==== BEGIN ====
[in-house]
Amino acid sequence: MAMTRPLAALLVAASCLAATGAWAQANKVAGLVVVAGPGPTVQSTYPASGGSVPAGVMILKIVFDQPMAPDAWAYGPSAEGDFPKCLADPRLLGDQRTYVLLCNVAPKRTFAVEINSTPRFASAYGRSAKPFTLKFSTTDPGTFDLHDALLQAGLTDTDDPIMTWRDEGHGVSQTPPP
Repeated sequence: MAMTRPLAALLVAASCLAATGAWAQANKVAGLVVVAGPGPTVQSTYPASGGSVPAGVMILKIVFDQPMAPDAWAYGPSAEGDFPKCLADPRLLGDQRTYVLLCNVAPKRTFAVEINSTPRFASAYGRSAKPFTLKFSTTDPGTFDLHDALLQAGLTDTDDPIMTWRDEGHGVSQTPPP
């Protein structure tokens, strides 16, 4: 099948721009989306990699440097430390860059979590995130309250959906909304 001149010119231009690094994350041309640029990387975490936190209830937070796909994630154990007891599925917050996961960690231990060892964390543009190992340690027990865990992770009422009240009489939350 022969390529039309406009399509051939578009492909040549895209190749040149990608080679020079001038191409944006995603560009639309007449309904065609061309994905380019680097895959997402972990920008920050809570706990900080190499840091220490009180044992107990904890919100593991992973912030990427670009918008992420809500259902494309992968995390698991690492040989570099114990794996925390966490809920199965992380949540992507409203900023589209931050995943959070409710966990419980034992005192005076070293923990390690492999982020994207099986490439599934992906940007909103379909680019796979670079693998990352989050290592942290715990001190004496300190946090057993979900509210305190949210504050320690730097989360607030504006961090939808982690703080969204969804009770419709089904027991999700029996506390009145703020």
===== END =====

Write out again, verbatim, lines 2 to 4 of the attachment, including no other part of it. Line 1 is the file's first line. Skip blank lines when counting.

Amino acid sequence: MAMTRPLAALLVAASCLAATGAWAQANKVAGLVVVAGPGPTVQSTYPASGGSVPAGVMILKIVFDQPMAPDAWAYGPSAEGDFPKCLADPRLLGDQRTYVLLCNVAPKRTFAVEINSTPRFASAYGRSAKPFTLKFSTTDPGTFDLHDALLQAGLTDTDDPIMTWRDEGHGVSQTPPP
Repeated sequence: MAMTRPLAALLVAASCLAATGAWAQANKVAGLVVVAGPGPTVQSTYPASGGSVPAGVMILKIVFDQPMAPDAWAYGPSAEGDFPKCLADPRLLGDQRTYVLLCNVAPKRTFAVEINSTPRFASAYGRSAKPFTLKFSTTDPGTFDLHDALLQAGLTDTDDPIMTWRDEGHGVSQTPPP
């Protein structure tokens, strides 16, 4: 099948721009989306990699440097430390860059979590995130309250959906909304 001149010119231009690094994350041309640029990387975490936190209830937070796909994630154990007891599925917050996961960690231990060892964390543009190992340690027990865990992770009422009240009489939350 022969390529039309406009399509051939578009492909040549895209190749040149990608080679020079001038191409944006995603560009639309007449309904065609061309994905380019680097895959997402972990920008920050809570706990900080190499840091220490009180044992107990904890919100593991992973912030990427670009918008992420809500259902494309992968995390698991690492040989570099114990794996925390966490809920199965992380949540992507409203900023589209931050995943959070409710966990419980034992005192005076070293923990390690492999982020994207099986490439599934992906940007909103379909680019796979670079693998990352989050290592942290715990001190004496300190946090057993979900509210305190949210504050320690730097989360607030504006961090939808982690703080969204969804009770419709089904027991999700029996506390009145703020």